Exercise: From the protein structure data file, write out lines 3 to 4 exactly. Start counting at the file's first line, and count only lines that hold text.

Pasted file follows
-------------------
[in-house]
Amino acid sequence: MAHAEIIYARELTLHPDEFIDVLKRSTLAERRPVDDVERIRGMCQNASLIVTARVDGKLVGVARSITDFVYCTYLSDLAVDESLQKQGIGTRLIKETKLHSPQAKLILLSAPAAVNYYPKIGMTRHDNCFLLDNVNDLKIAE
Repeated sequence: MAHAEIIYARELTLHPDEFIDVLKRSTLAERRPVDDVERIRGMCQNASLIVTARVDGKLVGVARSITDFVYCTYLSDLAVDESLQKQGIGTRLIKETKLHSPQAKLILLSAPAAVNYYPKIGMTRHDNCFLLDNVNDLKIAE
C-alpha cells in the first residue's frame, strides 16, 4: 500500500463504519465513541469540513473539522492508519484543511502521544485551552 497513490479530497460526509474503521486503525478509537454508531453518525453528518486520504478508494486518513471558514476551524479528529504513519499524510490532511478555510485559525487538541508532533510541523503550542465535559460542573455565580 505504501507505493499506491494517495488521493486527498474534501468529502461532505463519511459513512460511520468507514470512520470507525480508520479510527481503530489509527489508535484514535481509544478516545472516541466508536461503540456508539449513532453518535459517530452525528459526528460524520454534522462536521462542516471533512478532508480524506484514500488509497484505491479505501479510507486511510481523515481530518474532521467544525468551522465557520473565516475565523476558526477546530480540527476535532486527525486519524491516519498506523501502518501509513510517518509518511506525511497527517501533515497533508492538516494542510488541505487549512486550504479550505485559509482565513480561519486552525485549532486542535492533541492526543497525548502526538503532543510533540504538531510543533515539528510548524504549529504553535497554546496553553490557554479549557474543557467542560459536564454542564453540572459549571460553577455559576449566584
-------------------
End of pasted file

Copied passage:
Repeated sequence: MAHAEIIYARELTLHPDEFIDVLKRSTLAERRPVDDVERIRGMCQNASLIVTARVDGKLVGVARSITDFVYCTYLSDLAVDESLQKQGIGTRLIKETKLHSPQAKLILLSAPAAVNYYPKIGMTRHDNCFLLDNVNDLKIAE
C-alpha cells in the first residue's frame, strides 16, 4: 500500500463504519465513541469540513473539522492508519484543511502521544485551552 497513490479530497460526509474503521486503525478509537454508531453518525453528518486520504478508494486518513471558514476551524479528529504513519499524510490532511478555510485559525487538541508532533510541523503550542465535559460542573455565580 505504501507505493499506491494517495488521493486527498474534501468529502461532505463519511459513512460511520468507514470512520470507525480508520479510527481503530489509527489508535484514535481509544478516545472516541466508536461503540456508539449513532453518535459517530452525528459526528460524520454534522462536521462542516471533512478532508480524506484514500488509497484505491479505501479510507486511510481523515481530518474532521467544525468551522465557520473565516475565523476558526477546530480540527476535532486527525486519524491516519498506523501502518501509513510517518509518511506525511497527517501533515497533508492538516494542510488541505487549512486550504479550505485559509482565513480561519486552525485549532486542535492533541492526543497525548502526538503532543510533540504538531510543533515539528510548524504549529504553535497554546496553553490557554479549557474543557467542560459536564454542564453540572459549571460553577455559576449566584